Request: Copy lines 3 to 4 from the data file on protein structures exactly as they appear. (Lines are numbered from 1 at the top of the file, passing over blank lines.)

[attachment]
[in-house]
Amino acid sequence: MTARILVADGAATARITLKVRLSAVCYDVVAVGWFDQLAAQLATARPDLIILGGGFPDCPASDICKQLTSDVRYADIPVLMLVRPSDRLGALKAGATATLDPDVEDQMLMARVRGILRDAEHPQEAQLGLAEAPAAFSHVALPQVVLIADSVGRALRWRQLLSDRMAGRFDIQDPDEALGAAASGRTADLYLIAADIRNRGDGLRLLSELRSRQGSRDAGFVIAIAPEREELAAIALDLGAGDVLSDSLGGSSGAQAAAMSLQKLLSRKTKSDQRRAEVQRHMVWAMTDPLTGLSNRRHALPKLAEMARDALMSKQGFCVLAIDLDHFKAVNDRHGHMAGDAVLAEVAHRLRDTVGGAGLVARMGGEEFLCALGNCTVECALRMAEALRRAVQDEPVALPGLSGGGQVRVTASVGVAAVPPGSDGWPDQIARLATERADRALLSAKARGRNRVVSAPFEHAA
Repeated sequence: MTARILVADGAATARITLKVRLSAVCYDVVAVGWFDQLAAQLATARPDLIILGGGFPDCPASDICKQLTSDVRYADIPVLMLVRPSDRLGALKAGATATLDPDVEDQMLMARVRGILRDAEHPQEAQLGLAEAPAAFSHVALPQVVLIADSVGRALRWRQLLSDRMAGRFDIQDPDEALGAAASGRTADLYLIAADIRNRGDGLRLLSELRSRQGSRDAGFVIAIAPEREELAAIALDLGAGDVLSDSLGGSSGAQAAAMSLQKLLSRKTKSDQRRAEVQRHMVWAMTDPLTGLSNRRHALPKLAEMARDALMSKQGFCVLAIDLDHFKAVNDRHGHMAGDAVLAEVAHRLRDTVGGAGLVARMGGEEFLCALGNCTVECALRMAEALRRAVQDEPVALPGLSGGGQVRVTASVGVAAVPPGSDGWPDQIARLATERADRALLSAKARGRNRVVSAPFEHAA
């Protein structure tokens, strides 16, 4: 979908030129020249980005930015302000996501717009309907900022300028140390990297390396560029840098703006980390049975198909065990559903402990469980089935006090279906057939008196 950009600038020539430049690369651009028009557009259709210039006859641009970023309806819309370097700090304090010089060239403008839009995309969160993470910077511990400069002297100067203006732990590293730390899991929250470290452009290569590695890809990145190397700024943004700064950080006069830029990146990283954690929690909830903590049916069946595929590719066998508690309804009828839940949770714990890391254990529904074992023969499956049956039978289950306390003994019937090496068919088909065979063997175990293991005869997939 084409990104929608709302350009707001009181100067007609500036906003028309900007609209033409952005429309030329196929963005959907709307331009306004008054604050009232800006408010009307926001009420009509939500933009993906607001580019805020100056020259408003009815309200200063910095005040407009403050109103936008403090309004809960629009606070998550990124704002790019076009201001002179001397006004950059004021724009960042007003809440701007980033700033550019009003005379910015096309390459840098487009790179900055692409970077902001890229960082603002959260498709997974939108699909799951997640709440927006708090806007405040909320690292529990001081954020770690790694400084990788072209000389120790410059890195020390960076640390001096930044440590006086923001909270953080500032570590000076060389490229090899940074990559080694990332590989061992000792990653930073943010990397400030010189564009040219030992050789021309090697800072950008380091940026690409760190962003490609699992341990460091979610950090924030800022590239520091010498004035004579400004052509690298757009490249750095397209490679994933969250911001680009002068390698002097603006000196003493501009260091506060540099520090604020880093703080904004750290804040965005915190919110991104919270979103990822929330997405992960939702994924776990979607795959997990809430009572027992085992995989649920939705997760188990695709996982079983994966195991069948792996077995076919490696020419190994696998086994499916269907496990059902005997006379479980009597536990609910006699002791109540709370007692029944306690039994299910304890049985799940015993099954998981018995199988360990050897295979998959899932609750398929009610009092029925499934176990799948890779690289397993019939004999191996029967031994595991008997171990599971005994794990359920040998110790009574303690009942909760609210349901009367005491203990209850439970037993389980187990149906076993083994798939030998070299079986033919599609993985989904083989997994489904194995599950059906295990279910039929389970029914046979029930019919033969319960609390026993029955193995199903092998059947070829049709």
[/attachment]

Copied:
Repeated sequence: MTARILVADGAATARITLKVRLSAVCYDVVAVGWFDQLAAQLATARPDLIILGGGFPDCPASDICKQLTSDVRYADIPVLMLVRPSDRLGALKAGATATLDPDVEDQMLMARVRGILRDAEHPQEAQLGLAEAPAAFSHVALPQVVLIADSVGRALRWRQLLSDRMAGRFDIQDPDEALGAAASGRTADLYLIAADIRNRGDGLRLLSELRSRQGSRDAGFVIAIAPEREELAAIALDLGAGDVLSDSLGGSSGAQAAAMSLQKLLSRKTKSDQRRAEVQRHMVWAMTDPLTGLSNRRHALPKLAEMARDALMSKQGFCVLAIDLDHFKAVNDRHGHMAGDAVLAEVAHRLRDTVGGAGLVARMGGEEFLCALGNCTVECALRMAEALRRAVQDEPVALPGLSGGGQVRVTASVGVAAVPPGSDGWPDQIARLATERADRALLSAKARGRNRVVSAPFEHAA
């Protein structure tokens, strides 16, 4: 979908030129020249980005930015302000996501717009309907900022300028140390990297390396560029840098703006980390049975198909065990559903402990469980089935006090279906057939008196 950009600038020539430049690369651009028009557009259709210039006859641009970023309806819309370097700090304090010089060239403008839009995309969160993470910077511990400069002297100067203006732990590293730390899991929250470290452009290569590695890809990145190397700024943004700064950080006069830029990146990283954690929690909830903590049916069946595929590719066998508690309804009828839940949770714990890391254990529904074992023969499956049956039978289950306390003994019937090496068919088909065979063997175990293991005869997939 084409990104929608709302350009707001009181100067007609500036906003028309900007609209033409952005429309030329196929963005959907709307331009306004008054604050009232800006408010009307926001009420009509939500933009993906607001580019805020100056020259408003009815309200200063910095005040407009403050109103936008403090309004809960629009606070998550990124704002790019076009201001002179001397006004950059004021724009960042007003809440701007980033700033550019009003005379910015096309390459840098487009790179900055692409970077902001890229960082603002959260498709997974939108699909799951997640709440927006708090806007405040909320690292529990001081954020770690790694400084990788072209000389120790410059890195020390960076640390001096930044440590006086923001909270953080500032570590000076060389490229090899940074990559080694990332590989061992000792990653930073943010990397400030010189564009040219030992050789021309090697800072950008380091940026690409760190962003490609699992341990460091979610950090924030800022590239520091010498004035004579400004052509690298757009490249750095397209490679994933969250911001680009002068390698002097603006000196003493501009260091506060540099520090604020880093703080904004750290804040965005915190919110991104919270979103990822929330997405992960939702994924776990979607795959997990809430009572027992085992995989649920939705997760188990695709996982079983994966195991069948792996077995076919490696020419190994696998086994499916269907496990059902005997006379479980009597536990609910006699002791109540709370007692029944306690039994299910304890049985799940015993099954998981018995199988360990050897295979998959899932609750398929009610009092029925499934176990799948890779690289397993019939004999191996029967031994595991008997171990599971005994794990359920040998110790009574303690009942909760609210349901009367005491203990209850439970037993389980187990149906076993083994798939030998070299079986033919599609993985989904083989997994489904194995599950059906295990279910039929389970029914046979029930019919033969319960609390026993029955193995199903092998059947070829049709």